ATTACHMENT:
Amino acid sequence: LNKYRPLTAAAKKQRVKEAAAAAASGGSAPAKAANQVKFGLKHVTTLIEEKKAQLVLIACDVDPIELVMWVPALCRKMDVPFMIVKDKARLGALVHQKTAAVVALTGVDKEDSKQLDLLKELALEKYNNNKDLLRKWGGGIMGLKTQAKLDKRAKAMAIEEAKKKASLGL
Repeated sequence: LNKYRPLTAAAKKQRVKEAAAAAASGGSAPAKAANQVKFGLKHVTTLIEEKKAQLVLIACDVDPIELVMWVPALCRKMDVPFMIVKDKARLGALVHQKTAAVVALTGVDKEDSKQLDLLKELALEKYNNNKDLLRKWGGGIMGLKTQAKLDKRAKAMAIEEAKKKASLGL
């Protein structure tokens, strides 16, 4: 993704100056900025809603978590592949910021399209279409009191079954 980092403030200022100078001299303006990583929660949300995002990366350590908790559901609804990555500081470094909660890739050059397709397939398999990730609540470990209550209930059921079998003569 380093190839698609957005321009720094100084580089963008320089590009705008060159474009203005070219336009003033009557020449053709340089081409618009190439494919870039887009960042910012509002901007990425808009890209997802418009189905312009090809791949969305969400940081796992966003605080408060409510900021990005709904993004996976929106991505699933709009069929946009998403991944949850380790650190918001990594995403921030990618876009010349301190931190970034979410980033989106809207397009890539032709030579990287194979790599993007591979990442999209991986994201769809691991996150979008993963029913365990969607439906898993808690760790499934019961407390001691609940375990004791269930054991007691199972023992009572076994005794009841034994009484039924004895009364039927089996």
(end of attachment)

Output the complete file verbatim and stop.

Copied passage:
Amino acid sequence: LNKYRPLTAAAKKQRVKEAAAAAASGGSAPAKAANQVKFGLKHVTTLIEEKKAQLVLIACDVDPIELVMWVPALCRKMDVPFMIVKDKARLGALVHQKTAAVVALTGVDKEDSKQLDLLKELALEKYNNNKDLLRKWGGGIMGLKTQAKLDKRAKAMAIEEAKKKASLGL
Repeated sequence: LNKYRPLTAAAKKQRVKEAAAAAASGGSAPAKAANQVKFGLKHVTTLIEEKKAQLVLIACDVDPIELVMWVPALCRKMDVPFMIVKDKARLGALVHQKTAAVVALTGVDKEDSKQLDLLKELALEKYNNNKDLLRKWGGGIMGLKTQAKLDKRAKAMAIEEAKKKASLGL
């Protein structure tokens, strides 16, 4: 993704100056900025809603978590592949910021399209279409009191079954 980092403030200022100078001299303006990583929660949300995002990366350590908790559901609804990555500081470094909660890739050059397709397939398999990730609540470990209550209930059921079998003569 380093190839698609957005321009720094100084580089963008320089590009705008060159474009203005070219336009003033009557020449053709340089081409618009190439494919870039887009960042910012509002901007990425808009890209997802418009189905312009090809791949969305969400940081796992966003605080408060409510900021990005709904993004996976929106991505699933709009069929946009998403991944949850380790650190918001990594995403921030990618876009010349301190931190970034979410980033989106809207397009890539032709030579990287194979790599993007591979990442999209991986994201769809691991996150979008993963029913365990969607439906898993808690760790499934019961407390001691609940375990004791269930054991007691199972023992009572076994005794009841034994009484039924004895009364039927089996």